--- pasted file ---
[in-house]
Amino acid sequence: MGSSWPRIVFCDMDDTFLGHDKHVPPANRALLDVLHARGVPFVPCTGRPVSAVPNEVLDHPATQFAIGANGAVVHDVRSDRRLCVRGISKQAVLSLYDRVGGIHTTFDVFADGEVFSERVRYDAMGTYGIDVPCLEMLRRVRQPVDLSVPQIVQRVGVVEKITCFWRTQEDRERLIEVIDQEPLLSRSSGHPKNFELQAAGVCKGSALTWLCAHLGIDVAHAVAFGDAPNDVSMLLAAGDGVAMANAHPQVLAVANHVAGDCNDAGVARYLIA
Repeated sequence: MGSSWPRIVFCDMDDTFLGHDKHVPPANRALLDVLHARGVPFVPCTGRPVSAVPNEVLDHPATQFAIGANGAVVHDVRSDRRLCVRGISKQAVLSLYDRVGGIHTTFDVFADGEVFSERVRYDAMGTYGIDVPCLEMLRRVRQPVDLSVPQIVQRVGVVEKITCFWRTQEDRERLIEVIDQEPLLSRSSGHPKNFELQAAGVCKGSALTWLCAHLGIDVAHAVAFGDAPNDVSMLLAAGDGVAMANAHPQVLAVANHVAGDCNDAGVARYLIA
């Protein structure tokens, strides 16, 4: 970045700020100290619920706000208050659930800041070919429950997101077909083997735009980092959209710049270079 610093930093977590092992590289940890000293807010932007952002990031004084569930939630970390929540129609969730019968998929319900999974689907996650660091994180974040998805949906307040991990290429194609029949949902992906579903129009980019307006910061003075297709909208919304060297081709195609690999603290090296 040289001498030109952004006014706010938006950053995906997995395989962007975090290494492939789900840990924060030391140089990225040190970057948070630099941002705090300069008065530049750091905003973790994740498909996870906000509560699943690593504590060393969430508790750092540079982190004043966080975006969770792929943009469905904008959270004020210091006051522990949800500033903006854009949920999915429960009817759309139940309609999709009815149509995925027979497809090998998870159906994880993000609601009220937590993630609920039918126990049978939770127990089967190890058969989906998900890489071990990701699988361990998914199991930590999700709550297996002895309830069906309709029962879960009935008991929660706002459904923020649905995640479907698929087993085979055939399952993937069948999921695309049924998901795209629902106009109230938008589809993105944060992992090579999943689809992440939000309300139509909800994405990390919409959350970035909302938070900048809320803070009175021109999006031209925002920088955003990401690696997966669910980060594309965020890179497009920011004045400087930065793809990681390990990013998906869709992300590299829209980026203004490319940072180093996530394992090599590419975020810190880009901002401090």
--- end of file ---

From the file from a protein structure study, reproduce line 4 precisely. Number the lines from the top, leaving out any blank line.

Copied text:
């Protein structure tokens, strides 16, 4: 970045700020100290619920706000208050659930800041070919429950997101077909083997735009980092959209710049270079 610093930093977590092992590289940890000293807010932007952002990031004084569930939630970390929540129609969730019968998929319900999974689907996650660091994180974040998805949906307040991990290429194609029949949902992906579903129009980019307006910061003075297709909208919304060297081709195609690999603290090296 040289001498030109952004006014706010938006950053995906997995395989962007975090290494492939789900840990924060030391140089990225040190970057948070630099941002705090300069008065530049750091905003973790994740498909996870906000509560699943690593504590060393969430508790750092540079982190004043966080975006969770792929943009469905904008959270004020210091006051522990949800500033903006854009949920999915429960009817759309139940309609999709009815149509995925027979497809090998998870159906994880993000609601009220937590993630609920039918126990049978939770127990089967190890058969989906998900890489071990990701699988361990998914199991930590999700709550297996002895309830069906309709029962879960009935008991929660706002459904923020649905995640479907698929087993085979055939399952993937069948999921695309049924998901795209629902106009109230938008589809993105944060992992090579999943689809992440939000309300139509909800994405990390919409959350970035909302938070900048809320803070009175021109999006031209925002920088955003990401690696997966669910980060594309965020890179497009920011004045400087930065793809990681390990990013998906869709992300590299829209980026203004490319940072180093996530394992090599590419975020810190880009901002401090």